The greatest drawback to Brownington is its lack of a southern outlet. The KC&S railroad, only extends to Osceola, but we understand that it is soon to be completed and perfect connections made with southern roads.


Not withstanding the superior advantages offered here, there is comparatively little done in the way of manufacturing. Aside from the coal interests, the milling business is by far the most important.

The Brownington Roller mills owned and operated by J. B. Hancock is one of the finest pieces of mill property in Southwest Missouri. It has recently been remodeled throughout, has a capacity of eighty barrels per day, and turns out the very best quality of flour. This mill furnishes a permanent market for wheat and corn and besides supplying Brownington and Deepwater in breadstuffs, ships largely to Osceola, Clinton and other points.

Hosack & Kennedy run a custom ill and do considerable exchange business. This mill has been running for two years and makes fancy bolt meal.

The broom factory here makes the best quality of brooms. G. W. Wester, the proprietor, has had six years of experience and has no trouble in selling all the brooms he can make. He also keeps a good cider for sale and does quite a business.

H C. Barter is Brownington's harness maker. He has been in the business six years and also deals largely in furniture.

A good shoemaker can make money anywhere, and P. Curren, who has had 30 years experience in the business gives the best satisfaction and is doing a good and substantial business.

There are two blacksmith and one wagon-shop. Cooper & Doggett do a general blacksmith business and give special attention to horseshoeing. Mr. Doggett has had 20 years experience, J. H. Cooper six.

A. Walter has had 28 years experience in the business and is an expert at sharpening plows. He owns a good "Grey Eagle" stallion that is now making the third season at this place and can show some superb colts.

C. H. Wirth is Brownington's wood-worker and has been at his post of duty for the past 20 years. He is a most skillful artisan, can make anything from a hickory whistle to a steamboat, and in making and repairing wagons, he is unsurpassed, In addition to this Mr. Wirth has in charge another and most surprising industry, his apiary. Here is a miniature city of bee hives and for real business it is the peer of any city in the world. He has 170 stands, has hived 40 swarms this season and will have 1,000 pounds of honey ready for market in about two weeks. He sells his best honey, pure as the nectar of the gods and white as crystal, for 12 and one half cents per lb. He has been handling bees for ten years.


There are some half dozen good business houses here and they are doing a substantial trade. Messrs. Peelor Bros. and R. P. Dunlap & Co., each have a full stock of general merchandise. The former establishment has been running for six years, the latter for two. Peeler and Witherspoon have been in the grocery business for two years and have done well.

R. L. Thompson & Co. have been established only two months, but they have the bulk of the Miner's trade, which amounts to about $1,600 per month.

A new grocery house has just been established, which is destined to outstrip all competitors. It is the F. & L. U. co-operative store and it has already blazed the way for a general reduction of prices and in this way has saved many a hard earned dollar to the farmers and others who have groceries to buy. there are 75 shareholders who own from 1 to 11 shares of $5 each. With a beginning of only $265, one month ago, they now have a capital of $500 and will soon double this amount. They deserve to succeed and are doing it.

Messrs. Smith and Eldridge do a general hardware business and have a large number of fruit jars on hand for the present season.

W. H. DeLaVergne is the ever accommodating druggist, and keeps a full supply of everything in his line.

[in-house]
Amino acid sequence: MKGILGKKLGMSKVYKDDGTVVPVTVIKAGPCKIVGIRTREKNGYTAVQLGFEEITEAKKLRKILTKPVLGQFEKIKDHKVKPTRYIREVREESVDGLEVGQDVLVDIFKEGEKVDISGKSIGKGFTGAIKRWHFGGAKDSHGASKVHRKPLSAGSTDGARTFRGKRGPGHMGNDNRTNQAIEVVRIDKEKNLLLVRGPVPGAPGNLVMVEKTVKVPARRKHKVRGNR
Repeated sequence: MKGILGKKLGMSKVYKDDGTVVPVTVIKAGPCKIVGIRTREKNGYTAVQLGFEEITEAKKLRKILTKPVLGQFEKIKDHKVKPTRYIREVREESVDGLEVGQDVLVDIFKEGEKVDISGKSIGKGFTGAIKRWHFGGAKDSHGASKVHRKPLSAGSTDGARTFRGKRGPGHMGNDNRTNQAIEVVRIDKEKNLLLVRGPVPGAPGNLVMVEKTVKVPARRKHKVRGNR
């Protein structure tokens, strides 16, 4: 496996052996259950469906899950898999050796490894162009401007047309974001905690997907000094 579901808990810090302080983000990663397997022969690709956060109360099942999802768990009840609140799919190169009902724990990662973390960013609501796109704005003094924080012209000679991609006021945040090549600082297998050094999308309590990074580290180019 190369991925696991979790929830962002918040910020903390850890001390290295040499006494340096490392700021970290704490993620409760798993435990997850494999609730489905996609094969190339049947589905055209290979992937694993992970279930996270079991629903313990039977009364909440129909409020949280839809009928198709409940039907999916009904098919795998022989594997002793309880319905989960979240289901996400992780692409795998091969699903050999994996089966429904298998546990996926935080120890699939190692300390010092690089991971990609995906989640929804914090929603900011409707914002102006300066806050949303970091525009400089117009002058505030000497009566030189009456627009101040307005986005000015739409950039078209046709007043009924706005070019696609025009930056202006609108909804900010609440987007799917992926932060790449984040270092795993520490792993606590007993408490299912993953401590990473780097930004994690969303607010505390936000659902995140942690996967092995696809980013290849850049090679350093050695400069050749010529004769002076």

Mrs. K. Danwalder has controlled the millinery business in this place for eight years. Her experience is an unfailing guarantee of her skill and the satisfaction she has always given is a splendid earnest for the future.

There are two good hotels, the K.C.&S. in charge of C. E. James and his accomplished lady, and the Farmer's Hotel kept by Marshal Jos. Morris. Both hotels do a splendid business and accommodate both regular boarders and the public.

I. B. Freely has run a barber shop here for eight years and treats everybody right.

J. Craig is at the head of the meat market and keeps on hand a good supply of both fresh and salt meats.

W. L. McDonald is in the livery business and furnishes good rigs for all comers.


It is the pride of Henry county, and no less of Missouri and the great west that the citizenship is as good, the people as true-hearted and whole-souled as can be found in America, and Brownington maintains the high standard in large and generous measures.

It is no fault of theirs but rather a misfortune that they have been unable to allure capital and manufacturing plants to their locality by offering princely bonuses, but times are changing now and these will soon be forced to seek those places where nature conspires with man to offer best returns, and at any rate they are beginning to see the star of hope rising in the clear and cloudless sky of co-operation.

Brownington has been an incorporated village for five years, and for seven years has maintained a local paper, which is edited by Will M. Nelson, who dies his best to please.

There are three good churches here -- the Christian, the Baptist and Presbyterian -- and church services are usually well attended.

Drs. M. B. Taylor, J. H. McGlade and C. T. Severs are the health guardians of this locality, and the two former have been here for twenty years, the latter for two, but Dr. Severs had an experience of fully twelve years.

Prof. B. P. Richardson, ably assisted by Miss Mable Newell for the winter term, and Miss May Burge for the last three months, has just closed a most successful term of school. The enrollment was 135 and the attendance was good. The board composed of Messrs. C. Y. McDonald, pres., C. W. Mercer, clerk, and D. C. Blanchard have employed teachers for next year.

It will be seen that Brownington in the past has not made a growth that was at all commensurate with her natural advantages, yet it cannot be denied that her conservatism has been of use, for, none of her jewels are despoiled and this the last decade of the 19th century will be eager to appreciate, at the full value, the offerings she can make and will bring her a growth and prosperity, rapid, permanent and splendid that will make her at once the peer of any city in Southwest Missouri.

Henry County Missouri MOGenWeb